Please use these ideas as invitations to let go of certain untenable assumptions, ideas we still cling to due to their cosiness and peaceful grounding, and because we still think sustainability could actually be achieved. These assumptions gave us peace of mind, but don’t hold water any longer. Unfortunately, I admit! I wished it wasn’t so! As a sustainability enthusiast none of this is your fault. Or maybe just a little bit … you still use cars, you buy at the temples of sin (aka supermarkets), you still fly in planes to business meetings and conferences, you still meet in airconditioned venues. But hey, let’s not be too harsh there. The points I’d like to bring up have much more importance. Even as a sustainability champion nobody is free of the ‘daily sins.’

(Also find the links to these four Sunday Thoughts below if you find them too small to read)

So, here’s my first invitation to let go of the idea of: ‘Avoiding Collapse’

Yeah, this is a tough one. It may take time for its realization. You may feel confronted! You may want to absolute refuse to believe it. Oppose it completely. But is it really wrong? Don’t force yourself to a definitive answer today. Let it simmer for a while.

Then, what about this: ‘Degrowth by Design’

Can we let go of the idea of continued growth fantasies in a closed system? And why is growth needed at all? Why does your company is so keen to grow? If you ask small and medium sized entrepreneurs, I know that the majority has absolutely no intention to grow. Why do we compete to grow, while the losers need to suffer. Why do we need to grow to keep bankrupt social systems and our debt dependency alive? Is that human at all? And is then the idea of degrowth really such a bad idea when we know as a matter of fact that we run out of necessary resources for renewable tech between 2035 and 2050 anyway? And can we spend more time to think how to grow human capital, social capital, intellectual capital and relationship capital while we degrow material throughput, and develop ideas how to be happy with less? Is this oh so absurd? Are these discussions happening in your sustainability departments at all? Why not? Could these questions not be the essential ones when talking about future business and developing a sense of purpose in the world that will inevitably come? A world much different than what we are used to right now? Remember, there is also ‘Degrowth by force’.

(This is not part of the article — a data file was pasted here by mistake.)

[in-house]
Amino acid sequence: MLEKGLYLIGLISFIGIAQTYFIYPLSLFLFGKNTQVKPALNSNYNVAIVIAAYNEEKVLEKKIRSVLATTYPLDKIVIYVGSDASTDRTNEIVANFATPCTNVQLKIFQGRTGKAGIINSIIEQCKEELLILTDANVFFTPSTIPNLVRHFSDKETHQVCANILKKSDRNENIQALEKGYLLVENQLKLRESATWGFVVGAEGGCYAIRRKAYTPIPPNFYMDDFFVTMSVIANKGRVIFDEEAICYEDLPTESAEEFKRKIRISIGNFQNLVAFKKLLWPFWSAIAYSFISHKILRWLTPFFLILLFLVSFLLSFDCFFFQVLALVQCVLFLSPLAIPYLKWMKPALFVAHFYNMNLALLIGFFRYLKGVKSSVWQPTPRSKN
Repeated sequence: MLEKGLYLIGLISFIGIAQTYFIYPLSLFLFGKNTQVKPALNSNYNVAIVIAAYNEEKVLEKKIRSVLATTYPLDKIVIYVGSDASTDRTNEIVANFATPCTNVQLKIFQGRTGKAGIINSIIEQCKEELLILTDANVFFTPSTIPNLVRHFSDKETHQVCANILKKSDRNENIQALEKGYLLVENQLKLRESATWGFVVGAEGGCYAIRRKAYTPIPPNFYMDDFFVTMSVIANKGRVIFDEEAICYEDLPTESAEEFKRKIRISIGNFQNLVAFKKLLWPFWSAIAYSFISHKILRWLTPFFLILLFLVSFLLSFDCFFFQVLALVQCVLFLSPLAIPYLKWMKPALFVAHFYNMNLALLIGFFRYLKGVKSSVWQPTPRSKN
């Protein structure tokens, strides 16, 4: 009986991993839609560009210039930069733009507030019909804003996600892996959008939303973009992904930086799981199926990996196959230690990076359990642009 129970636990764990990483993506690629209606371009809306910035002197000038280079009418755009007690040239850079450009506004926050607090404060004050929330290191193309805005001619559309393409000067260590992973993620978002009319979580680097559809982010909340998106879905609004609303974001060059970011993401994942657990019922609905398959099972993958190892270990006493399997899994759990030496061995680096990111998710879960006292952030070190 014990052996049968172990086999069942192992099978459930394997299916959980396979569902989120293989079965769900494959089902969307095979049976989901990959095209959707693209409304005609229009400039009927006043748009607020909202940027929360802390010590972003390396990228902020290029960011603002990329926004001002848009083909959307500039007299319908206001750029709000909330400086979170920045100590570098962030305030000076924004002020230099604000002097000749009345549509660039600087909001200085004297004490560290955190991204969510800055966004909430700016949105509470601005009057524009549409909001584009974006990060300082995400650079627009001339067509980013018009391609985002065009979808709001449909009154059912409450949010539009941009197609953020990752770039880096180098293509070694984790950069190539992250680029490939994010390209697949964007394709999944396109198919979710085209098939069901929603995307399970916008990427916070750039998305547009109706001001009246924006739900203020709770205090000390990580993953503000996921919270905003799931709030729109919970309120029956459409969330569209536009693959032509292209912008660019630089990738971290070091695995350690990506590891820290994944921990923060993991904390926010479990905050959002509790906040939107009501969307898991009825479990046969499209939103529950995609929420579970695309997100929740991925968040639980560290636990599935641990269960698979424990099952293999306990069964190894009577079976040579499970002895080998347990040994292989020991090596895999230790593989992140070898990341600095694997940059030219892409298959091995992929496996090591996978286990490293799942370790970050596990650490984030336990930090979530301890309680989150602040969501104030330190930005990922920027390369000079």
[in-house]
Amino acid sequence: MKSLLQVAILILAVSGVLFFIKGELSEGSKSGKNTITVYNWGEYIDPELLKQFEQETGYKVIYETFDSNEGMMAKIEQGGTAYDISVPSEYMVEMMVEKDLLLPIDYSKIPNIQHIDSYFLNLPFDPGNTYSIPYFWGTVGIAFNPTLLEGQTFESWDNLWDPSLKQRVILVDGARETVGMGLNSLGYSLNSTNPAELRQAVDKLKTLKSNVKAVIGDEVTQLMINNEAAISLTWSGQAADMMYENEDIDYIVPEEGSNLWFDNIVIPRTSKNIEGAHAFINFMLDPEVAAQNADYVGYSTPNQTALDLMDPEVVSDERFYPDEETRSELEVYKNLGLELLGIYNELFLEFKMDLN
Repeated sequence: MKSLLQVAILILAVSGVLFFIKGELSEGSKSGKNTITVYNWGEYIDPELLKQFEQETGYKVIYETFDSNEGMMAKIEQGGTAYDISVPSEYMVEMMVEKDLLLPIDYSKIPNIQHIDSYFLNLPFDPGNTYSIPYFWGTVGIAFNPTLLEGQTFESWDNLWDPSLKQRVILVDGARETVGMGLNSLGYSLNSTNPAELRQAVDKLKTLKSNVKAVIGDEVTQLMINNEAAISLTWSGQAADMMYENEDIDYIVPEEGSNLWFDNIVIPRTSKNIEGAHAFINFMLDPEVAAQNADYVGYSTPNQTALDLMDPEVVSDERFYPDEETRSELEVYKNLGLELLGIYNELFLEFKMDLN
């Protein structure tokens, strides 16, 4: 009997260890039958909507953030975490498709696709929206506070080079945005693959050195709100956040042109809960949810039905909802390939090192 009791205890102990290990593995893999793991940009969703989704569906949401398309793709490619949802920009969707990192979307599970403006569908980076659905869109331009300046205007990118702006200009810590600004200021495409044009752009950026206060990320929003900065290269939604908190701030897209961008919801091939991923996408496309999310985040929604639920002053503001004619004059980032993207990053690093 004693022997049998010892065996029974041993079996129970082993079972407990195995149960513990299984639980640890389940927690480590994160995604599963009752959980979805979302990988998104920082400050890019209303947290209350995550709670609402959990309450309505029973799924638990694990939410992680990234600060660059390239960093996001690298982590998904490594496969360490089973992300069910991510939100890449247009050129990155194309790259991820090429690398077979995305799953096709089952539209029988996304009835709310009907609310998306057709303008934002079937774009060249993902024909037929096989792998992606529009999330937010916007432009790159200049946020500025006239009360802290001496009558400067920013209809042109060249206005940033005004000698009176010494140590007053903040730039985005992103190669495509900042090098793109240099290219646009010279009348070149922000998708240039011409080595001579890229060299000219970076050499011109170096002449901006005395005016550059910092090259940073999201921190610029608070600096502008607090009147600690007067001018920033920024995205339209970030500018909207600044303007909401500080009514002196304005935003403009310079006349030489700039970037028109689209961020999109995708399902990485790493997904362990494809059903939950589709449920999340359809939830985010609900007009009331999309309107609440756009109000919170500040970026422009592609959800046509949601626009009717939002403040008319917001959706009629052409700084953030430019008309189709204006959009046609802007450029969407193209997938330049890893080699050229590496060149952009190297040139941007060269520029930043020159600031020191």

Now, let’s tackle this: ‘Corporations Can’t Be Sustainable’

This is probably another tough thought. Phantom Carrying Capacity! And our companies cause it. Well yes, they do, even with all the reductionist programs in place we’re not leaving the phantom carrying capacity space. It is one of the reasons for the inevitability of collapse. Does that trigger the question what other organizational forms with what sort of products and services may then have a chance of success? Could it be that it needs reporting that proves system value creation? That it is necessary in order to calibrate the business model accordingly? What about cooperatives? What can we learn from worker co-ops, consumer-ops, producer co-ops, bioregional learning centers?

Lastly, here’s another idea: ‘Collapse Reporting’

So, you are actually really putting all your energy in ESG Progress Reporting that won’t contribute in any way to sustainability? What, really, you may think, all this stress, that complexity for nothing? Take a deep breath, but yes, that’s exactly what happens. You might have been told to ‘start at the beginning, don’t get overwhelmed, it will take some years until the ESRS, the CSDDD, the Taxonomy or interoperability will deliver more insight, more fine-tuning, more impact. Just give it a couple of years.’ Well, that’s not gonna happen. As if all that reporting lives in a vacuum and the world will stand still.  This will all be run over by the increase of critical events. Do you remember how low simmer sustainability was during COVID? That was just a taster. Anything can happen at any moment. Will ESG Progress save us then? Hm, you will say, but I have to do it, it’s legally required. There’s not much to do about that. True, but could it potentially be done differently, with a real purpose?

Admittedly, these four Sunday Thoughts are a rollercoaster ride when first reading them. How many times did you think ‘ah, come on, stop it! This is too much!’ Is it? The exact chronology is unknown. We only know collapse in its many shades is happening and will continue to happen at many places all the time from now on, with differing effects on the victims, and differing effects on the world economy (and the financial markets). What the hell, you may think, what if nothing, absolutely nothing, can be relied on any more? And does all of this not add more to my confusion than it helps? Again, time for a deep breath.

From now on – what to do?